Doddie Weir calls for all MND patients to be on coronavirus high risk list

Rugby legend Doddie Weir has asked the health secretary to put Motor Neurone Disease patients on the ‘very vulnerable’ list during the pandemic

The former Scotland international player, who was born in the Borders, has been living with the disease since 2017 and set up his own charity to fund vital research.

He released a video on Wednesday evening asking Matt Hancock why people with MND are not included on the list of very high risk people.

People included on the list include those with cancer who may fall extremely unwell if they contract Covid-19. They are entitled to support from the UK Government, such as assistance with medication and food deliveries.

In the clip Doddie thanked the work of the NHS and Matt Hancock before saying: “My name is Doddie Weir and I have MND - a terminal illness with short and long term issues. I need your help

"Why is MND not on the very vulnerable persons list? Would it be possible you to work with MND Association and MND Scotland to change this?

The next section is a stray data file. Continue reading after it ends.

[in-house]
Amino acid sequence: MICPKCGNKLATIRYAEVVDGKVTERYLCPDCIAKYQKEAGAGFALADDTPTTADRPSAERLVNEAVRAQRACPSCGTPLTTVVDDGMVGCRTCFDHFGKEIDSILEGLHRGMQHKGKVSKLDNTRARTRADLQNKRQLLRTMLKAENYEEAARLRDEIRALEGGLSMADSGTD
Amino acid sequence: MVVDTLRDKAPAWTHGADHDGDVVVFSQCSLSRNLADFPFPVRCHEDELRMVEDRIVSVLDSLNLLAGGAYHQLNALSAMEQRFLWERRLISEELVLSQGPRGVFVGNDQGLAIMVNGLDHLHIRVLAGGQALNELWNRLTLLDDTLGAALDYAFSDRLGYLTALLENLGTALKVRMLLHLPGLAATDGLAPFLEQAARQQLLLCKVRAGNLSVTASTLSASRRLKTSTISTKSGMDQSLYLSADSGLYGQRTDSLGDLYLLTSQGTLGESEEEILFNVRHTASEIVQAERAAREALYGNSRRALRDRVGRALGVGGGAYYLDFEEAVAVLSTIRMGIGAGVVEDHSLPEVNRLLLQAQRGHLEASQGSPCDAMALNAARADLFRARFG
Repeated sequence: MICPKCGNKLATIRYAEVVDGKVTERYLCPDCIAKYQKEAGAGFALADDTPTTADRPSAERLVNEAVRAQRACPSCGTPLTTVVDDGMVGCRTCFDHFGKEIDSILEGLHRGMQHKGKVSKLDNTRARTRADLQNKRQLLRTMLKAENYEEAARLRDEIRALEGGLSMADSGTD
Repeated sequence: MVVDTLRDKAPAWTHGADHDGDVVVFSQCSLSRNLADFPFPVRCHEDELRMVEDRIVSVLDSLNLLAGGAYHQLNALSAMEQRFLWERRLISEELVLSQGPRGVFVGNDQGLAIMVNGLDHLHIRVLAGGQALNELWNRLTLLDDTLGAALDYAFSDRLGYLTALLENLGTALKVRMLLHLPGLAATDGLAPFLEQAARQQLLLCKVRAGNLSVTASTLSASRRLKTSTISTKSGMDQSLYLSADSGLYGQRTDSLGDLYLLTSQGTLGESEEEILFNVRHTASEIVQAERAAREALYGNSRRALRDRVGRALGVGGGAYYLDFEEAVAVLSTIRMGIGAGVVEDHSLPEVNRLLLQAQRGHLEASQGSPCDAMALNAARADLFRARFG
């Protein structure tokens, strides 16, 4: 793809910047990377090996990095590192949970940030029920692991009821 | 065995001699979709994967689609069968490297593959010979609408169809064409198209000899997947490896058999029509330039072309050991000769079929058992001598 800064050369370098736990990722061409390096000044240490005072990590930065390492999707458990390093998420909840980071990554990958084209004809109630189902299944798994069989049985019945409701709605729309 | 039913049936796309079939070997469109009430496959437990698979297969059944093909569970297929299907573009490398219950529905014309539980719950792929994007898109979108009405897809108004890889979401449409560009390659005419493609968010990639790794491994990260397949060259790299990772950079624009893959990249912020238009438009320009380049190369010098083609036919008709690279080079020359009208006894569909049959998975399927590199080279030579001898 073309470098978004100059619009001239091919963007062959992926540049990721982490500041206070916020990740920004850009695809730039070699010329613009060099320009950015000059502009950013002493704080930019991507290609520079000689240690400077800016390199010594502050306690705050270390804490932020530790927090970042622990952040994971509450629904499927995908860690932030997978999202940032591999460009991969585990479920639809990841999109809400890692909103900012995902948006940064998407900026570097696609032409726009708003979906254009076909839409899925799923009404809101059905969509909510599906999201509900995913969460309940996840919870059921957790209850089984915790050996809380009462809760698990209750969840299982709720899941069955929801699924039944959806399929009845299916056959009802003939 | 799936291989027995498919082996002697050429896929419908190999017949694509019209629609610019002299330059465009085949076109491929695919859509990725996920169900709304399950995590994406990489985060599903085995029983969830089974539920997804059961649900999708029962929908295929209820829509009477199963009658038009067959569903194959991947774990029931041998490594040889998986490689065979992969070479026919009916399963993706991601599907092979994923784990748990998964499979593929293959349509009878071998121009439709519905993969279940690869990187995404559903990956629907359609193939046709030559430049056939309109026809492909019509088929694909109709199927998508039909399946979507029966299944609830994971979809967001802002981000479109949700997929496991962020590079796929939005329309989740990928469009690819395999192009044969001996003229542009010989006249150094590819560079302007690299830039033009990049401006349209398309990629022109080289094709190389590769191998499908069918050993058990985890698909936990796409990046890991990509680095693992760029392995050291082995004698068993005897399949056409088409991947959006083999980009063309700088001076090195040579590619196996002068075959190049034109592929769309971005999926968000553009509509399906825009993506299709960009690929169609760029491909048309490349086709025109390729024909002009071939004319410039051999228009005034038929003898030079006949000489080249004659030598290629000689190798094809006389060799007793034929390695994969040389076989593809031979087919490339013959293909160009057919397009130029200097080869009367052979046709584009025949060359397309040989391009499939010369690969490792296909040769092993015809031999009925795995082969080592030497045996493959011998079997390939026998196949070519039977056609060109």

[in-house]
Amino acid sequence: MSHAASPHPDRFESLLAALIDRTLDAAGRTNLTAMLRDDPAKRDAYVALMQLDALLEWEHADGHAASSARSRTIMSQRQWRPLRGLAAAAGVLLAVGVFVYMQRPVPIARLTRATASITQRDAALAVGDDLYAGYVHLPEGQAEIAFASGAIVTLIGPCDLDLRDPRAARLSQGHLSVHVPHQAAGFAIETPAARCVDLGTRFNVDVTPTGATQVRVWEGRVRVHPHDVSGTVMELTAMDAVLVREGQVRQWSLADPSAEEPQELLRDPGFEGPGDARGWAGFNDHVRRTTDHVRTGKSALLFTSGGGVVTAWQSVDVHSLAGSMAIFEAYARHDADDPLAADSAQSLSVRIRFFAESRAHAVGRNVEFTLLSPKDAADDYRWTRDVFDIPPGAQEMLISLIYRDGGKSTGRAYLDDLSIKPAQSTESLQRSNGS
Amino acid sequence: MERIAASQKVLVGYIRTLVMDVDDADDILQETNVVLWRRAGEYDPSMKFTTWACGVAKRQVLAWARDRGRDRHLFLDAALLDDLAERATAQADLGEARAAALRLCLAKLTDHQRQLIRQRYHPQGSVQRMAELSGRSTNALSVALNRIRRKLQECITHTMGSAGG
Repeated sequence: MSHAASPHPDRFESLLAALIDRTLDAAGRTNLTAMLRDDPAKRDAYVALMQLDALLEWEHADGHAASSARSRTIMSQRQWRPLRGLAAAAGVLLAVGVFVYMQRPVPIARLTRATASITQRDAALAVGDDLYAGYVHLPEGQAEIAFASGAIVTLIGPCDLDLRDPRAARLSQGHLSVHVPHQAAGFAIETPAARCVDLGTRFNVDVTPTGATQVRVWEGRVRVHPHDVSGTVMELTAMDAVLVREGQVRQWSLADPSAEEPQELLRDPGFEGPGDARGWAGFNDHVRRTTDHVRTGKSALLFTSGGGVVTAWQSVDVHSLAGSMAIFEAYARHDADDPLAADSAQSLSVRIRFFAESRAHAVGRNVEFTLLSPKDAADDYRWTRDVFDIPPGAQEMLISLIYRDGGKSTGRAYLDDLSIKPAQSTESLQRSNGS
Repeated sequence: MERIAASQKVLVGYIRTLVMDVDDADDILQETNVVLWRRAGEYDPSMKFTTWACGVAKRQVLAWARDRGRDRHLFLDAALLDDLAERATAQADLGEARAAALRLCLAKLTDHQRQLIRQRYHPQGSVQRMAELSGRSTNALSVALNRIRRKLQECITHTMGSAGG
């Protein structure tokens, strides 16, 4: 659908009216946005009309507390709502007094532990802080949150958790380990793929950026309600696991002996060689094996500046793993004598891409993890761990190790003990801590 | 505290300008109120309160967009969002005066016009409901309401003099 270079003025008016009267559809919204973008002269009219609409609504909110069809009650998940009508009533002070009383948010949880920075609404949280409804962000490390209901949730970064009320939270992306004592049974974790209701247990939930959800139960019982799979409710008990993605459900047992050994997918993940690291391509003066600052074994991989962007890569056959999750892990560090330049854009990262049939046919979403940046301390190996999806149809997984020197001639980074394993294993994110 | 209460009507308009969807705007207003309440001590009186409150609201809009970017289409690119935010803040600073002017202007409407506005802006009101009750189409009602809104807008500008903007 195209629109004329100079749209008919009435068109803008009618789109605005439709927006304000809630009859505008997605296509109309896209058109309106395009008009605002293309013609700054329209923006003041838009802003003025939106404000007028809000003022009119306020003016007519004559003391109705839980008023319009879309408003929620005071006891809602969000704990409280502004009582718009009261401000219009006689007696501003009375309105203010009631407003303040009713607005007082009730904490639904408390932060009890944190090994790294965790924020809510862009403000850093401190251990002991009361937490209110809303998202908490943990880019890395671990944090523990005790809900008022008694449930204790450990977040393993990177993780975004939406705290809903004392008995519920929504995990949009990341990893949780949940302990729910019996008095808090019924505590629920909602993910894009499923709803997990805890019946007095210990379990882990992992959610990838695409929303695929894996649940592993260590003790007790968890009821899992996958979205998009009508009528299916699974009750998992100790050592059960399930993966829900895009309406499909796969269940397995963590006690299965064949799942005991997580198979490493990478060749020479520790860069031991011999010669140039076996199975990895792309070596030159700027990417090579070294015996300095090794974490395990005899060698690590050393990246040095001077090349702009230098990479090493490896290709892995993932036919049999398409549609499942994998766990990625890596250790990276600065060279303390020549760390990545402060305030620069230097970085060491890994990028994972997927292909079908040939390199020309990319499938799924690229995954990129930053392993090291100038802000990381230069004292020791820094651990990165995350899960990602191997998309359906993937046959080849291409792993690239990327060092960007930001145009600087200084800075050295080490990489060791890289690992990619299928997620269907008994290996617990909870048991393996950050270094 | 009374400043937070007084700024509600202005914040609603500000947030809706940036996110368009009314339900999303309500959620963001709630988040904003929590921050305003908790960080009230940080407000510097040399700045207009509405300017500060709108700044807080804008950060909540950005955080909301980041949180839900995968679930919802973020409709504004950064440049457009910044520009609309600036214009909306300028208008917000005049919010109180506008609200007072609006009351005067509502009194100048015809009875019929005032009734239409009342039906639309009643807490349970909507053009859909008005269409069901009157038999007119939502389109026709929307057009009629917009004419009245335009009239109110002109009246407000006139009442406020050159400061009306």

“People with MND have a hard life in itself, never mind trying to fight the coronavirus.

“Please help us stay alive as long as possible. Thank you.”

Doddie Weir has lived with MND since 2017. Credit: PA

MND Scotland provides care and support to people affected by the disease, as well as funding vital research into finding a cure.

The charity supports Doddie's plea. A spokesperson said: "Within Scotland we are aware that the Scottish government has taken the additional step of writing to clinicians asking them to identify which of their patients are considered to be at most risk and as such should be part of the ‘shielding’ group.

"Due to the nature of Motor Neurone Disease we are calling for all MND patients to be considered as vulnerable and to have access to this additional support."

It was revealed in January that Weir's charity, My Name'5 Doddie, has invested almost £4million into MND research and has helped hundreds of families who live with the disease.

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